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What Does PBU Mean in Football?

In football, there is a litany of acronyms, such as “TD,” “QB,” and “INT.”

One acronym that you may not be familiar with is “PBU.” A PBU in football stands for “pass breakup.” It is a defensive statistic credited to a player who makes contact with the football, resulting in an incomplete pass but not an interception.

In this article, I explain what qualifies as a PBU, what doesn’t qualify as a PBU, and whether or not PBUs is an effective gauge of a player’s performance.

Key Takeaways

  • PBU is an acronym for the defensive football statistic “Pass breakups.”
  • A PBU is credited to a player who makes contact with the football, resulting in an incompletion but not an interception.
  • All defensive players may accumulate PBUs.

How Does PBU Work in Football?

When a defender makes contact with the football, and the pass falls incomplete, a PBU is credited to the defender.

Many people associate PBUs with safeties and cornerbacks, as these players are most frequently involved in pass coverage. And while these two positions always acquire the most PBUs, any defender can earn a pass breakup.

A compilation of current Atlanta Falcons’ CB Casey Hayward’s PBUs and INTs

All 27 of Hayward’s Pass Breakups and interceptions

For example, if a defensive lineman cannot reach the quarterback before the pass is thrown, the lineman is instructed to time his jump to knock or disrupt the flight of the football at the line of scrimmage. We typically refer to these as “batted balls.”

A batted ball is recorded as a pass breakup, assuming it falls incomplete.

Again, if a defender makes contact with the football and the pass falls incomplete, the defender earns a PBU. [1]

Although less common, there is one additional way to acquire a PBU. For example, the 2022 NCAA Football Stats Manual states, “A defensive player who tackles the intended receiver simultaneously with the arrival of the football, thus preventing the reception, should also be credited with a pass breakup.” [2]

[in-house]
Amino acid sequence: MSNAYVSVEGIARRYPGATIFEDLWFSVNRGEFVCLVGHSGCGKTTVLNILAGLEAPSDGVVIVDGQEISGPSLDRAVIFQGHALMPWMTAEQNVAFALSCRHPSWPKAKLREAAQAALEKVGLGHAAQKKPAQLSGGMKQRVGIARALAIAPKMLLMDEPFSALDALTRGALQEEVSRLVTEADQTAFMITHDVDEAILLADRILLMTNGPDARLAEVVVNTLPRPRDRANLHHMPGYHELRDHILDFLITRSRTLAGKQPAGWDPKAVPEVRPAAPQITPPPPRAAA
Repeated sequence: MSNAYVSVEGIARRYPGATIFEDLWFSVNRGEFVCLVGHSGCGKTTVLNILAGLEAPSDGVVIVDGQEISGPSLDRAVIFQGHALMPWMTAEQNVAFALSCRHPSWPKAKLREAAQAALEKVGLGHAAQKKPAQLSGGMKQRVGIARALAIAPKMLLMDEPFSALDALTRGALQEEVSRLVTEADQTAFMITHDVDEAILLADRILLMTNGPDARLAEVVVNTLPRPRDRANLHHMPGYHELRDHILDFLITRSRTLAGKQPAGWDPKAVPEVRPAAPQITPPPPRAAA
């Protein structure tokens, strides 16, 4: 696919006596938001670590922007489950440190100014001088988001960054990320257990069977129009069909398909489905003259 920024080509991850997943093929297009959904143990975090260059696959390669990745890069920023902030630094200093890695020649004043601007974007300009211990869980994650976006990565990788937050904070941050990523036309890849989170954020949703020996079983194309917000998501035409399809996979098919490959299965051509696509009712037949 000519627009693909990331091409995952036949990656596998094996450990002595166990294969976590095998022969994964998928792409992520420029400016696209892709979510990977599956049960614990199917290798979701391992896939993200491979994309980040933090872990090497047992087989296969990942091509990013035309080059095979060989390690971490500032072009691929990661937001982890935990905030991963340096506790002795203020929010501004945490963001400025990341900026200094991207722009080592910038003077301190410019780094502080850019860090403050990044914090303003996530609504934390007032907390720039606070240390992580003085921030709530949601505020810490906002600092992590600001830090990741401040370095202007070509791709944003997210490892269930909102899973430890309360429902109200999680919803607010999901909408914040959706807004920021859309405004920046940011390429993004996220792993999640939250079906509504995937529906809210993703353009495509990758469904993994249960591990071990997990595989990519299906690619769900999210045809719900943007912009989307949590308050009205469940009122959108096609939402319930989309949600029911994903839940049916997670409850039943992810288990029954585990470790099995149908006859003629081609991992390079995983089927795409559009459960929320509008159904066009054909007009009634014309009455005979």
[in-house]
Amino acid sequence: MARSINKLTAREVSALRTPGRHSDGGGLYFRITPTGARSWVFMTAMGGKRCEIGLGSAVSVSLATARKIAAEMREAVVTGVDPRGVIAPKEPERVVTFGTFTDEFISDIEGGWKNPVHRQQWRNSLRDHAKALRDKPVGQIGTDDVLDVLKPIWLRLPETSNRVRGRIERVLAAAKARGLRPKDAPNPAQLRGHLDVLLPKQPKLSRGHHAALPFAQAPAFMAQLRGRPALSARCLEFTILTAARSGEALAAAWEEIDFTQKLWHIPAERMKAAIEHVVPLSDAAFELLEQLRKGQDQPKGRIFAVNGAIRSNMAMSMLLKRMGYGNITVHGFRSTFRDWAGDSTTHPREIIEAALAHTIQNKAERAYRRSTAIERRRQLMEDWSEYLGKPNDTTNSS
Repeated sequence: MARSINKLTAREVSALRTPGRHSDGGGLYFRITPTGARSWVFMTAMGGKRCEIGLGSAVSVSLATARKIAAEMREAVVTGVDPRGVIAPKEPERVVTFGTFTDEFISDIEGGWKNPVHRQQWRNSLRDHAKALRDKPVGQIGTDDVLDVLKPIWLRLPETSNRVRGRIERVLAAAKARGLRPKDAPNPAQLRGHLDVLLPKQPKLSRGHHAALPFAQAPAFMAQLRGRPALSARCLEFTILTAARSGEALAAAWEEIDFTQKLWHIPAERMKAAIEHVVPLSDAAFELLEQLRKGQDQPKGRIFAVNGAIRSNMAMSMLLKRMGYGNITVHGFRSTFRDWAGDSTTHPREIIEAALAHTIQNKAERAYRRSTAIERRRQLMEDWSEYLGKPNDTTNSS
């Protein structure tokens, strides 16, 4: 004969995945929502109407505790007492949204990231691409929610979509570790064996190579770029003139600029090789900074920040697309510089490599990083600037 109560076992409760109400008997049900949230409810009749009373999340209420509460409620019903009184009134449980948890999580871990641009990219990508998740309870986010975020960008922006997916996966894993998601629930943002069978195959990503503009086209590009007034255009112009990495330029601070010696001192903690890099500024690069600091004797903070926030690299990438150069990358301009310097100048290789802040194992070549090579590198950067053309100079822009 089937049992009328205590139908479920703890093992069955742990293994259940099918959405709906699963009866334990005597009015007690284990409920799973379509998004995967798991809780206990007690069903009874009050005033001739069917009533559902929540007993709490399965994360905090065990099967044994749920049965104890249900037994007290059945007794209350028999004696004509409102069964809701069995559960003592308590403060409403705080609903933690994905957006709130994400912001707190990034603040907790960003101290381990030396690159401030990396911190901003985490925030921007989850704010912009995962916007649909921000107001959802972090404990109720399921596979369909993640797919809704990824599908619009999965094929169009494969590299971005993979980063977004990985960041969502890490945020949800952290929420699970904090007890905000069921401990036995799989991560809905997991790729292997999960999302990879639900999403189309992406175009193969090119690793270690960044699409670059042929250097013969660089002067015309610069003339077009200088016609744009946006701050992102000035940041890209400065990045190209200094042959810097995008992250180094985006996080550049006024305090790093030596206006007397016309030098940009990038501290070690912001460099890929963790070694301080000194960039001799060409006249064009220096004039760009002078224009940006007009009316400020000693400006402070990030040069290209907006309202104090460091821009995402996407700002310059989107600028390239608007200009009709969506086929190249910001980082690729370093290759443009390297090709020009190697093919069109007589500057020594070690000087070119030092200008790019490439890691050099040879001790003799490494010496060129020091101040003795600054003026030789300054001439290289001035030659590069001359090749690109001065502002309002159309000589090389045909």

What Does Not Qualify as a PBU?

The definition of a PBU is straightforward: contact of the football by a defender that results in an incomplete pass. 

If a defender makes contact with the football, but the pass is ultimately completed, a PBU is not credited to the defender.

Furthermore, interceptions are not counted as PBUs; however, dropped interceptions are. [3]

Positions that Accumulate PBUs

While all positions may obtain PBUs, cornerbacks are the most likely due to their frequent coverage of wide receivers – the positions most targeted by quarterback passes. In the video below, football guru Cody Alexander breaks down PBU by Washington Commanders’ CB Benjamin St-Juste.

Image source: Cincinnati

MatchQuarters breaks down a PBU by the Commanders’ St. Juste.

Safeties are usually in the annual league leaders for PBUs due to their heavy involvement in the passing game.

Linebackers are often provided with a fair number of PBU opportunities. As they position themselves in the middle of the field, receivers often cross in front of or behind them as they execute their routes, providing linebackers with chances to disrupt passes.

Lastly, as mentioned earlier, defensive linemen who bat down passes at the line of scrimmage are credited with PBUs. [4]

Are PBUs an Effective Gauge of Football Performance?

PBUs, in and of themselves, do not tell you much about a cornerback’s performance.

First, offenses enter the football game with strategy, and that strategy often involves throwing passes to the receiver defended by the weaker cornerback.

Image source: Youtube


As a result, the better cornerback often sees fewer passes thrown toward him. Fewer passes mean fewer chances for PBUs.

Second, interceptions are not counted as PBUs. Therefore, assuming equal numbers of passes thrown to both receivers, the cornerback with poorer hands will accumulate more PBUs and fewer interceptions.

As interceptions almost invariably are more valuable to a team than PBUs, the less useful cornerback will acquire more PBUs due to his failure to intercept the quarterback’s passes.

Lastly, if a cornerback has five PBUs in a game, you might think he played brilliantly. However, if I also told you that he allowed twenty completions for four touchdowns, you would know that he had an awful game. [5]

In conclusion, like most statistics, PBUs are a useful but incomplete appraisal of a player’s performance.


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